04 Apr 2013
- Written by Kathryn I. Bowers/Special to The New Tri-State Defender
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Where were you in 1967 and on April 4, 1968? We must not ever forget our history, and if you are young, then put the stress on this notion: "We must learn of history."
Many of our leading ministers – both black reverends and white reverends – were maced downtown in 1967 while supporting the strike by sanitation workers. Even at that time we had some people who tried to do what was right and just for all the people.
The Memphis sanitation workers were an integrated group. There were some white workers who drove the trucks and supervised the black workers. The black workers could not go into the sanitation barn where the white workers ate lunch. They had to stay outside in the rain on rainy days and sometimes they would take shelter in the trucks to eat their lunch and keep the rain off.
The sanitation movement really got started with this scenario: a black man was sitting in a truck to eat his lunch when someone accidentally turned the motor on and he was crushed to death. Because the job had no benefits, his wife was forced to seek help from others to bury him.
The leaders had meetings every day, demanding better working conditions. It was more about conditions and benefits than money. That's why the "I AM A MAN" signs you see today. This is what sparked the beginning of the Memphis Sanitation Movement in 1967.
The Rev. James "Jim" Lawson, Jesse Epps, the Rev. H. Ralph Jackson and other leaders had meetings every day. The late Minerva Johnican (who later served on the County Commission, the City Council and Criminal Court Clerk), got involved and assisted the leaders in trying to bring about a change for the sanitation workers. They formed a group called COME "Citizens On the Move for Equality."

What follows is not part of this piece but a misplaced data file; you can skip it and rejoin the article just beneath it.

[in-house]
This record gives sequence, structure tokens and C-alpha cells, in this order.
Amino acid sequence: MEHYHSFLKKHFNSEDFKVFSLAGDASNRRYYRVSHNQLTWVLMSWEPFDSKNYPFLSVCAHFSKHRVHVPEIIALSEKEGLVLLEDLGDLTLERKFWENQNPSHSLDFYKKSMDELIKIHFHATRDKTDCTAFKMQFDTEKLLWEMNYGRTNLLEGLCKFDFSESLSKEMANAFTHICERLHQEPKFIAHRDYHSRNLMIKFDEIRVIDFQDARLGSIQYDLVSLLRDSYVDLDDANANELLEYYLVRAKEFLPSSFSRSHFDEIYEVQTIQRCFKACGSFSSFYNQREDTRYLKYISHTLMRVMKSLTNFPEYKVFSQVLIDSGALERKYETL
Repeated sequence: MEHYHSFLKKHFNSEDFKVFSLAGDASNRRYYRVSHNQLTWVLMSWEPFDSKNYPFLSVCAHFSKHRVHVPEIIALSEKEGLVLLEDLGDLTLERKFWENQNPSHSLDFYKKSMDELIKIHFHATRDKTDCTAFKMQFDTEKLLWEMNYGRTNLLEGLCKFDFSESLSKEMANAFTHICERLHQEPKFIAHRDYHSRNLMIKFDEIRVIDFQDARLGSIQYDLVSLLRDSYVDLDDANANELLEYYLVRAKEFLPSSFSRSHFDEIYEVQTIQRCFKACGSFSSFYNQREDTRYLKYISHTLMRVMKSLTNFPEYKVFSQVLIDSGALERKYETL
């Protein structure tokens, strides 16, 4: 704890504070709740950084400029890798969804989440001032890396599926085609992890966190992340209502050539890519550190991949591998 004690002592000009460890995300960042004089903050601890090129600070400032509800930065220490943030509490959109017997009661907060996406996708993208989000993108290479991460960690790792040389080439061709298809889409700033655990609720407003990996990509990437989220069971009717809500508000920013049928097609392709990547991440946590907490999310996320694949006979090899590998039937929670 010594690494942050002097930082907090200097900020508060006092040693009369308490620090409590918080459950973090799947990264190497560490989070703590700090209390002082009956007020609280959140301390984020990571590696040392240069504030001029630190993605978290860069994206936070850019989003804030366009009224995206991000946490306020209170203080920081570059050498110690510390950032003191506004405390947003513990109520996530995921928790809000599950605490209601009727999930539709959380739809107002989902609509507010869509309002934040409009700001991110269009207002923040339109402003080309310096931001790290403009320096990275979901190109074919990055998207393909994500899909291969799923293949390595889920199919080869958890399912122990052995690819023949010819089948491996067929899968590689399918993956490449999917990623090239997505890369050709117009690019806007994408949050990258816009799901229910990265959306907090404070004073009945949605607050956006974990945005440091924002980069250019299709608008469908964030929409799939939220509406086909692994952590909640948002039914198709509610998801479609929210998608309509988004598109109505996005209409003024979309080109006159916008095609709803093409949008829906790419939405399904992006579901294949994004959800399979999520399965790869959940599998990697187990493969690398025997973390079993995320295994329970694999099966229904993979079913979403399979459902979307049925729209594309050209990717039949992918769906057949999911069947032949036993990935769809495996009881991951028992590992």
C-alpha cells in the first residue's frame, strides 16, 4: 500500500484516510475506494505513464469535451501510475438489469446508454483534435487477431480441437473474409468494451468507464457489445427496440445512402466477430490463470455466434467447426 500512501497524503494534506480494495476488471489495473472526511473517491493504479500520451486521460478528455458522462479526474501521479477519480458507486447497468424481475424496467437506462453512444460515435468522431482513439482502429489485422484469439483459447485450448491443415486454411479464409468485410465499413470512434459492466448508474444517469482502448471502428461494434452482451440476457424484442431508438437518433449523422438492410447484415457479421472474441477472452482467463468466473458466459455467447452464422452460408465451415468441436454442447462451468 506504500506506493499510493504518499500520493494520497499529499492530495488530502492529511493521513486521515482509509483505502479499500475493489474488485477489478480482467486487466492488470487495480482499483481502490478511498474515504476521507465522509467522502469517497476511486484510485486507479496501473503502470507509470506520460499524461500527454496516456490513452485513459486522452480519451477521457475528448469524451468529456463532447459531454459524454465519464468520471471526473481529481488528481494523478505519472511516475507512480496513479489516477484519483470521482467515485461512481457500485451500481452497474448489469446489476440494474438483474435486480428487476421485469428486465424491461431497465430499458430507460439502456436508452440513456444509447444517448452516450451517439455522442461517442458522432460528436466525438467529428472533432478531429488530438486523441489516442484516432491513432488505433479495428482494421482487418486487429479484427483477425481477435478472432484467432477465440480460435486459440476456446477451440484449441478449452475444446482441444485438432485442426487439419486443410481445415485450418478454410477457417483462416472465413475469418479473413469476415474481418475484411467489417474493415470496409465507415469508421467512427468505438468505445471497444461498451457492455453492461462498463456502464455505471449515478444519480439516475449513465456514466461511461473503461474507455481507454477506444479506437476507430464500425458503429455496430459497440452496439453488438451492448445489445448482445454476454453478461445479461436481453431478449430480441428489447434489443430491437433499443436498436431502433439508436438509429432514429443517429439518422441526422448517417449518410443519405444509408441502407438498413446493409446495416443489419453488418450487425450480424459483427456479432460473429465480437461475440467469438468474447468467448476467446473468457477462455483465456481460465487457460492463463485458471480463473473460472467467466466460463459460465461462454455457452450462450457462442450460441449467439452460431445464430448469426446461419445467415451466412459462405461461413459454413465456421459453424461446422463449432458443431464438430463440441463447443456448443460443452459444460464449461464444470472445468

COME's goal was to get better working conditions and better pay for the workers and end the strike. Johnican was elected to serve on the Board of Directors, the only woman. At that time in the black and white communities, women were only allowed to do certain jobs, such as counting the money from the rallies or writing letters and other jobs women were "expected" to do.
The meetings went on for some time and it just got to a point where everyone got angry and said that we have got to have better benefits, better pay and better working conditions for the sanitation workers. COME soon won the community over to support the movement.
Rev. Lawson, who had been a student of Dr. Martin Luther King, went with King to visit Mohandas K. Gandhi, the Indian leader known for his adherence to nonviolence in pursuit of social and political change. Lawson had helped write the non-violent procedures for the United States and the Civil Rights Movement and he wanted to bring in Dr King.
The COME Board of Directors subsequently decided to ask Dr. King to come to Memphis to support the sanitation workers. This was not a move that was blessed by some of the Memphis black leadership. Some prominent officials in the Memphis Branch NAACP didn't particularly like Dr. King.
A rivalry was going on between the national NAACP and the Southern Christian Leadership Conference (SCLC) that Dr. King helped found. To keep the peace in Memphis, COME decided to invite the NAACP's national president, Roy Wilkins, an older, conservative and not quite the dynamic figure as Dr. King.
There was a large crowd at Mason Temple when Wilkins spoke, but he was unable to rally the people. COME decided to go back to the original plan and invite Dr. King to Memphis to support the sanitation workers, despite lingering local objections.
Dr. King came and at that first meeting at Mason Temple, it was standing room only. Blacks and whites sitting together, standing together, praying together and crying and smiling together – all under one roof. It was unbelievable. Nothing like this had ever happened in Memphis, Tennessee.
After that rally, Dr. King came back to Memphis several times. He would sit around in meetings at the Lorraine Motel, in churches and other places in the city to discuss the next plan of action.
On April 4, 1968, Dr. King was gunned down on the balcony of the Lorraine, with the nation quickly turning its spotlight on Memphis in way that still marks the city.
An outsider had come in and given his life so that we might have unity, hope, peace and equality. Forty-five years later, the troubling question is this:
"Where are we today?"